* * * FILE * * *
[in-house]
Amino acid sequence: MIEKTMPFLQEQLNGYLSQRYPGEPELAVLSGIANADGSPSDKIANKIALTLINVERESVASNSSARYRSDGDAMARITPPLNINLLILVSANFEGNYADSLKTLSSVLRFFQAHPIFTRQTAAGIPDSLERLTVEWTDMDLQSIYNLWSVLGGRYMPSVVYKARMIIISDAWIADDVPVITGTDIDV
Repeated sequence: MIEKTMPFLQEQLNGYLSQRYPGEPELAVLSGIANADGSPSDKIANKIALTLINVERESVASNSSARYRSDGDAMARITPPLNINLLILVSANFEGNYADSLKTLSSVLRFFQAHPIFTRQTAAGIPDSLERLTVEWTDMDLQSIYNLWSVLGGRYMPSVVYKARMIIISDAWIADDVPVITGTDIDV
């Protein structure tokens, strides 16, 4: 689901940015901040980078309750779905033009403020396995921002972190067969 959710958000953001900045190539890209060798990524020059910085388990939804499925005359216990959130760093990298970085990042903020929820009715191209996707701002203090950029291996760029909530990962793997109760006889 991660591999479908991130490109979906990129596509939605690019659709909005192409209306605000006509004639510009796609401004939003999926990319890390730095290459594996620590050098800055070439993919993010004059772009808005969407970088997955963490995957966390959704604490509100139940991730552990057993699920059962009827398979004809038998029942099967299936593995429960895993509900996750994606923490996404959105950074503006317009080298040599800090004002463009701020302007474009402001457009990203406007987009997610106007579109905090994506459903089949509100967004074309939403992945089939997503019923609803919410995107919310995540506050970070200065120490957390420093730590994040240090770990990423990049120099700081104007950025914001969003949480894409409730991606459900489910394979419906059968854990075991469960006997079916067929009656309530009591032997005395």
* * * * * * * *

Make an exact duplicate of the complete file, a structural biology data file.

[in-house]
Amino acid sequence: MIEKTMPFLQEQLNGYLSQRYPGEPELAVLSGIANADGSPSDKIANKIALTLINVERESVASNSSARYRSDGDAMARITPPLNINLLILVSANFEGNYADSLKTLSSVLRFFQAHPIFTRQTAAGIPDSLERLTVEWTDMDLQSIYNLWSVLGGRYMPSVVYKARMIIISDAWIADDVPVITGTDIDV
Repeated sequence: MIEKTMPFLQEQLNGYLSQRYPGEPELAVLSGIANADGSPSDKIANKIALTLINVERESVASNSSARYRSDGDAMARITPPLNINLLILVSANFEGNYADSLKTLSSVLRFFQAHPIFTRQTAAGIPDSLERLTVEWTDMDLQSIYNLWSVLGGRYMPSVVYKARMIIISDAWIADDVPVITGTDIDV
């Protein structure tokens, strides 16, 4: 689901940015901040980078309750779905033009403020396995921002972190067969 959710958000953001900045190539890209060798990524020059910085388990939804499925005359216990959130760093990298970085990042903020929820009715191209996707701002203090950029291996760029909530990962793997109760006889 991660591999479908991130490109979906990129596509939605690019659709909005192409209306605000006509004639510009796609401004939003999926990319890390730095290459594996620590050098800055070439993919993010004059772009808005969407970088997955963490995957966390959704604490509100139940991730552990057993699920059962009827398979004809038998029942099967299936593995429960895993509900996750994606923490996404959105950074503006317009080298040599800090004002463009701020302007474009402001457009990203406007987009997610106007579109905090994506459903089949509100967004074309939403992945089939997503019923609803919410995107919310995540506050970070200065120490957390420093730590994040240090770990990423990049120099700081104007950025914001969003949480894409409730991606459900489910394979419906059968854990075991469960006997079916067929009656309530009591032997005395």